Kioptrix Level 1.3 (VM #4) Walkthrough

In my efforts to self-study in preparation for the OSCP certification later this year, I’ve been going through some of the intentionally vulnerable Virtual Machines (VMs) on vulnhub.com to sharpen and broaden my penetration testing and hacking skills. Among others I’ve completed, the Kioptrix series of VMs is allegedly similar to what you see in the actual OSCP test, so I’ve been going through them in order.

Part of completing the OSCP is providing a write-up of your hacking adventures to explain how and what you did to hack a server, so I figured I better start now. Other folks do similar write-ups on the VMs on vulnub.com, and I’ll see if they will add this to Kioptrix 1.3 page soon.

Hopefully, someone will find this useful either way.

It should be noted that this VM was known to have at least two possible paths to getting root on the system, and this writeup outline just one.

Discovery

On my local network, this VM turned up with the IP address of 192.168.0.110.

nmap

Running an nmap scan revealed some open ports and running services:

Poking Around

Checking things out by hand based on the nmap scan results, I found there was a login page running on port 80 at http://192.168.0.110

No basic SQL injection working from any initial attempts.

Nothing in the source code of note. Some other basic manual fuzzing and poking around didn’t reveal much either.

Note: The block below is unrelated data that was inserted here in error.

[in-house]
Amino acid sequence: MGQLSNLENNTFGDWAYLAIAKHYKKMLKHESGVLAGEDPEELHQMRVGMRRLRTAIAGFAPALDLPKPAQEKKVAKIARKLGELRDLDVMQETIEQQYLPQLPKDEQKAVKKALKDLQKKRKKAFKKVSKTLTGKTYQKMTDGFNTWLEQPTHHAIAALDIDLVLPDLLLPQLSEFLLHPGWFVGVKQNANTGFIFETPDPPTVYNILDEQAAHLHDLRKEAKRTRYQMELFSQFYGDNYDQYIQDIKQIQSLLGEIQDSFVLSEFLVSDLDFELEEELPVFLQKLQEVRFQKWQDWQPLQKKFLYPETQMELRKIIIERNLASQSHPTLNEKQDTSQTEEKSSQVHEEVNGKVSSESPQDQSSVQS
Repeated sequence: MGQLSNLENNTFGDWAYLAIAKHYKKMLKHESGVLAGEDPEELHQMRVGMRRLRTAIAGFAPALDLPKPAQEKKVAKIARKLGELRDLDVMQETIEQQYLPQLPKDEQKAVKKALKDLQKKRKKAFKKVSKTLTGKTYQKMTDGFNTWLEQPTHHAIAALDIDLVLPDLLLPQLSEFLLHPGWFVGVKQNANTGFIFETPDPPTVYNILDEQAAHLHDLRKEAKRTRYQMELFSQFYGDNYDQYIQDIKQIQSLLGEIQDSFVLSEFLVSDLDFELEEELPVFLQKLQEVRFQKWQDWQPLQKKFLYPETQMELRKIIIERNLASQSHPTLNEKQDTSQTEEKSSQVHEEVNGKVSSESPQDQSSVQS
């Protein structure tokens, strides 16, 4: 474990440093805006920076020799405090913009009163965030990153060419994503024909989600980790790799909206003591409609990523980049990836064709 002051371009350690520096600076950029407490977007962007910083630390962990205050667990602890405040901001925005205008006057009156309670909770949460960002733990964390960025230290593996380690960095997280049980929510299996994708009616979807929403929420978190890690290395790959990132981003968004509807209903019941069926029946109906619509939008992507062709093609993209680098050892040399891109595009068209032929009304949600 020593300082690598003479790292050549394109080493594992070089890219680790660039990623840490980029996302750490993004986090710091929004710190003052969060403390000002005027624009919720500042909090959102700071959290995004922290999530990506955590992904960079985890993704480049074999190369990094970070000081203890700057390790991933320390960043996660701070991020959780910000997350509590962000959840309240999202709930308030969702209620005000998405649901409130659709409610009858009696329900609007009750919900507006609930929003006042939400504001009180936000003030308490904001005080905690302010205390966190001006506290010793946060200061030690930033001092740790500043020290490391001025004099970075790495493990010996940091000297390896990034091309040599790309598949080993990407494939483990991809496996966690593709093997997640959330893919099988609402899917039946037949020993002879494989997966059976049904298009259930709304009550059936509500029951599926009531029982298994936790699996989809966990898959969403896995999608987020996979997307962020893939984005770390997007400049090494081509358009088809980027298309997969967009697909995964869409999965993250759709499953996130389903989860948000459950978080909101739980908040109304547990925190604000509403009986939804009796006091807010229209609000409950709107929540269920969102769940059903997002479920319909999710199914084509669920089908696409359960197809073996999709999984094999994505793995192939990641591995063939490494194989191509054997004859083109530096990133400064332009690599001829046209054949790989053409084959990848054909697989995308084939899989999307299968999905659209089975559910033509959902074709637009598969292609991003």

Nikto

Nikto turned up some basic stuff about Apache that I thought might be worth looking into later:

dirb and dirsearch

A basic dirb scan turned up a directory:
http://192.168.0.110/john/

I though that could be a username. Running dirb with a bigger wordlist (big.txt in Kali) turned up another one:
http://192.168.0.110/robert/

Both of those directories contained a file (robert.php and john.php) that, when clicked, would just redirect you back to the main login page.

I also ran DIRSEARCH, a python tool that also works well for finding directories and files.
found file: database.sql

(Note: Dirsearch is not included in Kali by default. Requires you to setup Python 3 in a virtual environment to run it.)

enum4linux

Since ports 139 and 445 were being used, I went on try enum4linux

acccheck

I ran acccheck on the ‘robert’ user with the big.txt pw list, to no avail. Can circle back to try the other usernames if needed.

THC Hydra

You can use Hydra to brute force FTP, SSH, POP3, and SMTP account. Let’s try Hydra with those usernames to find SSH accounts! Trying the usernames found via acccheck with SSH logins:

robert
root
loneferret
john

hydra -L users -P 10_million_password_list_top_100000.txt -t 4 192.168.0.110 ssh -vv

Nothing turned up! Bummer.

database.sql

This was found during discover with dirsearch, and it appears to be a short MySQL dump file. Since other avenues were turning out to be fruitless, I thought I’d give this a closer look.

Immediately, the first thing to note is that there’s a username and password shown in the dump file.

john
1234

Let’s try it on the HTML login form at http://192.168.0.110/index.php?. No luck!
I thought maybe that was a default password, so I tested it on the other known users as well (robert, root, loneferret), but still no luck.

Perhaps it’d work with SSH or SMB?
Negatory

The file at least led me to believe MySQL was in place, so perhaps some more SQLi exploration would help.

After a number of failed attempts and errors by trying various SQL injection strings, using this worked:

That took me to the User Admin Panel and showed the actual password.

That seemed kinda easy. But this is when things got hard, actually.